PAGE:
Preventing the spread of aquatic invasive species is often much more cost- and ecologically effective than trying to control them post-invasion. However, popular control methods such as the use of barriers can have their own ecological impacts. For instance, barriers proposed at Brandon Road Lock and Dam (BRLD) meant to keep silver and bighead carps from entering the Great Lakes would also prevent movement by native fishes. Indeed, surveys and assessments suggest upriver movement has allowed native fish to re-establish in recently improved reaches of the Illinois and Des Plaines Rivers. Our research aims to characterize the consequences of barriers that are anticipated to eliminate a migratory corridor for native fishes. By integrating available information into a conceptual model, we identify potential consequences of hydrologic separation affecting primarily fishes and mussels. We hypothesize that the loss of supplementary immigration of native fishes through BRLD will slow the rehabilitation of upriver fish communities and potentially limit freshwater mussel rehabilitation. We anticipate that our conceptual model will eventually guide both future research priorities and mitigation efforts aimed at minimizing any negative outcomes of a hydrologic separation on aquatic resources upriver of BRLD.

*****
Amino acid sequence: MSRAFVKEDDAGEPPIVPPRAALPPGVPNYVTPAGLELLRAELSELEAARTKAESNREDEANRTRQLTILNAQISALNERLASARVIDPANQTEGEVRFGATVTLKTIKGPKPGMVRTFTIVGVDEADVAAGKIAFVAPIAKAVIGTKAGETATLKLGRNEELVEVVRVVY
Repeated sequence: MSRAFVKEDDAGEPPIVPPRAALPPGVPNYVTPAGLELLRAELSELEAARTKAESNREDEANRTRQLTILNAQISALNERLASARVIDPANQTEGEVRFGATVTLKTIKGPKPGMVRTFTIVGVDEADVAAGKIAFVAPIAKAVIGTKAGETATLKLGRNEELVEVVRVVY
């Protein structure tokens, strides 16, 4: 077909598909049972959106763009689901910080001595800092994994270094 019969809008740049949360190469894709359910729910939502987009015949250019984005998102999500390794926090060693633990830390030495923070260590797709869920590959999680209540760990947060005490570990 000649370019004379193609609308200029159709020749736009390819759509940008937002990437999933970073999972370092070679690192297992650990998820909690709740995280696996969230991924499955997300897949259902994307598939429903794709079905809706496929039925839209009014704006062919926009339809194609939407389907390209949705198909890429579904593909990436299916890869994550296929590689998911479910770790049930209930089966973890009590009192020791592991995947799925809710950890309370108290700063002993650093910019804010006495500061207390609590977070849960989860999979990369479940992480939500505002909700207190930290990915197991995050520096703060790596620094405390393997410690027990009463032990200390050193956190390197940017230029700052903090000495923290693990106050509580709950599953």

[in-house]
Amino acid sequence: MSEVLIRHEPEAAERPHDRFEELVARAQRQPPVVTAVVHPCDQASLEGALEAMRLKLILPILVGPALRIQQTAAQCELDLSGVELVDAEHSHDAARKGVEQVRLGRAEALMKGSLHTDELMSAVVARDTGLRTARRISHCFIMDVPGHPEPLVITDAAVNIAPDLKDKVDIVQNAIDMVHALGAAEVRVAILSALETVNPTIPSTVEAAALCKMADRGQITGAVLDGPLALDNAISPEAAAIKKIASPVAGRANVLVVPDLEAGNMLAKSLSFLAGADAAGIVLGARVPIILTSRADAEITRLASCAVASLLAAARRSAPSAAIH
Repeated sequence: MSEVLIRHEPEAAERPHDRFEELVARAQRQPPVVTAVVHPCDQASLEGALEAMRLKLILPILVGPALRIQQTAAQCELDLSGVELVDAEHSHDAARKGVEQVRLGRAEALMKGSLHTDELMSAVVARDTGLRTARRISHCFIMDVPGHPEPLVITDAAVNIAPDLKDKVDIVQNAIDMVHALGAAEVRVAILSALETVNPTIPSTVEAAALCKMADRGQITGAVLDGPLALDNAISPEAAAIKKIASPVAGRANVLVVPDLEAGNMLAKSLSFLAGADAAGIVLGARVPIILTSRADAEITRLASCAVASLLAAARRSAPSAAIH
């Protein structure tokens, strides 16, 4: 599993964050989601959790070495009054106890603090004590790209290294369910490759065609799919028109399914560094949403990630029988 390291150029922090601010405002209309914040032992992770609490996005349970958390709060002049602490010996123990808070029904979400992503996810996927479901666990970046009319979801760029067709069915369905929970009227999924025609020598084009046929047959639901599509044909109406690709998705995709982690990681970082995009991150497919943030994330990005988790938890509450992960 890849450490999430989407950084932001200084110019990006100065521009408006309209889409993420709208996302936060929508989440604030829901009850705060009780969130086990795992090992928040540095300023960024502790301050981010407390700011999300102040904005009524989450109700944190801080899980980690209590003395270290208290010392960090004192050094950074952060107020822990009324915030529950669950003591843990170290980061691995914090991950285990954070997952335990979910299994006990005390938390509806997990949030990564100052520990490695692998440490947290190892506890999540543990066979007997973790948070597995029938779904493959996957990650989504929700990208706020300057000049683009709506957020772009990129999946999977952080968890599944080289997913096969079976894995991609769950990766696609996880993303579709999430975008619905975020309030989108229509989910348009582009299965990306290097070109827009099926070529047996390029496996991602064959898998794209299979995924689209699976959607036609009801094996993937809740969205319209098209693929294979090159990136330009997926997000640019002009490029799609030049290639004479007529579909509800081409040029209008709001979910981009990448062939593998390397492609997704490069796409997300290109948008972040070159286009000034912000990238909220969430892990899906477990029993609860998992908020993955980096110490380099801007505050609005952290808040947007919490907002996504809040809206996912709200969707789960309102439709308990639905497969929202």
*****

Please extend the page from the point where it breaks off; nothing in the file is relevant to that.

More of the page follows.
|Original language||English (US)|
|Title of host publication||Society for Freshwater Science 2018 Annual Meeting, Detroit, Michigan|
|State||Published - 2018|